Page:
We’ve all asked that immortal question – “How on earth did he/she get to where they are today?”  We’re stumped as to how someone with no perceivable people skills –  rubbish communication, unwilling to develop staff, complete lack of empathy, incapable of giving feedback without causing offence,  no concept of performance management, and just general utter muppetry – ever got to become a manager. But the answer is quite simple; they were promoted on the basis of their technical or operational excellence, or their long service. Not because they actually demonstrated any competence or potential in people management. They are the Accidental Managers, and the business world if full of ‘em.

So, not only are they suddenly taken away from the very thing that they were probably good at (the day job), they have a whole new set of responsibilities (line management) for which they have no relevant knowledge, skills or behaviours. Of course, the result is a general train wreck – you either end up with managers who don’t actually manage, but instead go back to the comfort zone of operations (but on a bigger salary), or you get managers who give it a go but are pants at it. They can be pants in any number of ways – too soft, too harsh, too buck-passing, too controlling – but pants they are. And more than likely, they are unhappy or uncomfortable in the role, particularly if they are struggling to assert their authority appropriately over people that used to be their peers. Ultimately, they’ll either leave the role, or just continue to be miserable. And pants.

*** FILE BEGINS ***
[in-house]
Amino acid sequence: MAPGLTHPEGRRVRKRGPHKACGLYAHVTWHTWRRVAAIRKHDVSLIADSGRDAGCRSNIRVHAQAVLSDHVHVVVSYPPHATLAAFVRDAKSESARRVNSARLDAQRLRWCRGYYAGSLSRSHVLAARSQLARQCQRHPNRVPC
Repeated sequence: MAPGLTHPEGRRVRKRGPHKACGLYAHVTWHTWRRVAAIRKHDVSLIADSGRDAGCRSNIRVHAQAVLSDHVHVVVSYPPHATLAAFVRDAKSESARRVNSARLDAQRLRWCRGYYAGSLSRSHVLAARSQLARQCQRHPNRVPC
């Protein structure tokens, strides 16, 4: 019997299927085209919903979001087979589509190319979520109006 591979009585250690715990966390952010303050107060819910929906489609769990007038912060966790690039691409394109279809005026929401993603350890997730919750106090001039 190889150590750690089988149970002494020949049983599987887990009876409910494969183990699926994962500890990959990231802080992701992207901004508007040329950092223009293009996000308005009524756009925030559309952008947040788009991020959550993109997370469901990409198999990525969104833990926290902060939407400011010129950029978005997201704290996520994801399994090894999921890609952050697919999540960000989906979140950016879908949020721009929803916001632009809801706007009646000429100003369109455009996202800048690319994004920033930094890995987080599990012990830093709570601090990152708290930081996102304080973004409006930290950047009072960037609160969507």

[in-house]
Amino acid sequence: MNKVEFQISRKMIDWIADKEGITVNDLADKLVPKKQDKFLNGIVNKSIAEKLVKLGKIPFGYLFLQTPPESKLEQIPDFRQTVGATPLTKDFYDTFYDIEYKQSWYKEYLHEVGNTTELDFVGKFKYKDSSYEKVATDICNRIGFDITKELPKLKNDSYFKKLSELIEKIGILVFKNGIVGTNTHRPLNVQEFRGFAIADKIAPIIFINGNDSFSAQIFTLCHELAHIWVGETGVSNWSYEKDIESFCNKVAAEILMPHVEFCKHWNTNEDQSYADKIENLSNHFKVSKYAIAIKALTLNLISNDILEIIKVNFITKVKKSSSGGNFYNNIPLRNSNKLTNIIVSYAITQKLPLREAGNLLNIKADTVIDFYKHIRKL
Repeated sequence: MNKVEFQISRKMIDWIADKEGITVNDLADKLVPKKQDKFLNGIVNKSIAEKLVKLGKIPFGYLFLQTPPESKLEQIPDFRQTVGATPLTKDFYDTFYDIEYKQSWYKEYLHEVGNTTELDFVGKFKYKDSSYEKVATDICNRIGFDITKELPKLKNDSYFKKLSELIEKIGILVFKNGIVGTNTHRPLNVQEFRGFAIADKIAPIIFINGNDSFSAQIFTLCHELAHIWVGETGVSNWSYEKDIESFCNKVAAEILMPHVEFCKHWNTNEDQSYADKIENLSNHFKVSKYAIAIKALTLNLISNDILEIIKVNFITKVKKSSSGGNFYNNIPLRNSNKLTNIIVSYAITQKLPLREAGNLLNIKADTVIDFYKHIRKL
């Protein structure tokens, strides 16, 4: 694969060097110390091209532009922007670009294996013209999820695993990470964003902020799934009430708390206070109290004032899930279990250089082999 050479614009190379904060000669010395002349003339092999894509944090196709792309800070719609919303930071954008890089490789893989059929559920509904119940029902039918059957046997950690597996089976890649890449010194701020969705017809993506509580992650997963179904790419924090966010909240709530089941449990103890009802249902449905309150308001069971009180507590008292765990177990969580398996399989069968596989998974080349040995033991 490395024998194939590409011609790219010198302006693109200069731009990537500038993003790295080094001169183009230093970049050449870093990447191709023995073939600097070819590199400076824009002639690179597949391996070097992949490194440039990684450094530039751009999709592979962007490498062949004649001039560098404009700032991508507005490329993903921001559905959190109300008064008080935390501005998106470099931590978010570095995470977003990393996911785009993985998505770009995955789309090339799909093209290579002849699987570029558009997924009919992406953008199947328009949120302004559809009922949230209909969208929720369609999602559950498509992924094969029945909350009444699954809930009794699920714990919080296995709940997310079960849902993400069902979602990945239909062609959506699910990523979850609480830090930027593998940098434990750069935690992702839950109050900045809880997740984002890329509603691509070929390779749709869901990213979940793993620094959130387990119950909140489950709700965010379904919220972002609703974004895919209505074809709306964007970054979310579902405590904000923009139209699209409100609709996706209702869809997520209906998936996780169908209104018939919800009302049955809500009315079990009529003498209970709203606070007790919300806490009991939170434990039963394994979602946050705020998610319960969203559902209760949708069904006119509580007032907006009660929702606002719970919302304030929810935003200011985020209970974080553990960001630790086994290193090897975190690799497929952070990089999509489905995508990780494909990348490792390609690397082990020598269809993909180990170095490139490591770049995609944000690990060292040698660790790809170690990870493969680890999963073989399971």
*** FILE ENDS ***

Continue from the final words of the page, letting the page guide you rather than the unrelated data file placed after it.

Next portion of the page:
It’s such a no-brainer, yet it happens all the time! The answer is as simple as the problem – make sure that people are ready, willing and able to take on a managerial role *before* they are put into it. Succession planning, in other words.  The benefits of succession planning are well-established. Not only does it lead to improved and cost-effective job filling for key positions and retention of key staff (and therefore of organisation-specific knowledge, experience, skills and values) – it also provides motivation and incentive for employees and helps foster a culture of internal promotion, development and career opportunities. All of which contributes hugely to employee engagement. What’s not to like!

So here’s a few quick tips on grooming future managers:

1.       Identify who has potential. Look for personal qualities such as a willingness to take responsibility, the ability to communicate with tact and diplomacy combined with a clear message, and a genuine interest in other people and getting the most out of them.

2.       Find out their career ambitions – do they actually want to progress, or would they rather bloom where they’re planted?

3.       Identify what capabilities your line managers need to have in order to lead, manage and develop staff effectively. E.g. a sound knowledge of people management procedures, great feedback skills, the ability to set SMART objectives, a creative approach to performance management and development, a motivating and encouraging approach etc.

4.       Develop those skills! Provide learning activities and opportunities to put them into practice. It doesn’t have to be all training courses – try internal cost-effective methods such as workshadowing current managers, supervising junior staff or temps, coaching or mentoring, watching DVDs/YouTube clips, e-learning through webinars, podcasts etc. – there are loads of ways.

5.       When vacancies arise, encourage them to apply but manage expectations, and if they don’t succeed, be sure they see it as part of their development journey rather than a reason to give up. Eventually they will be placed in the right role for them, at the right time.

It may take a bit of time and effort, but not to invest in it is surely a false economy when you consider the potential fall-out!

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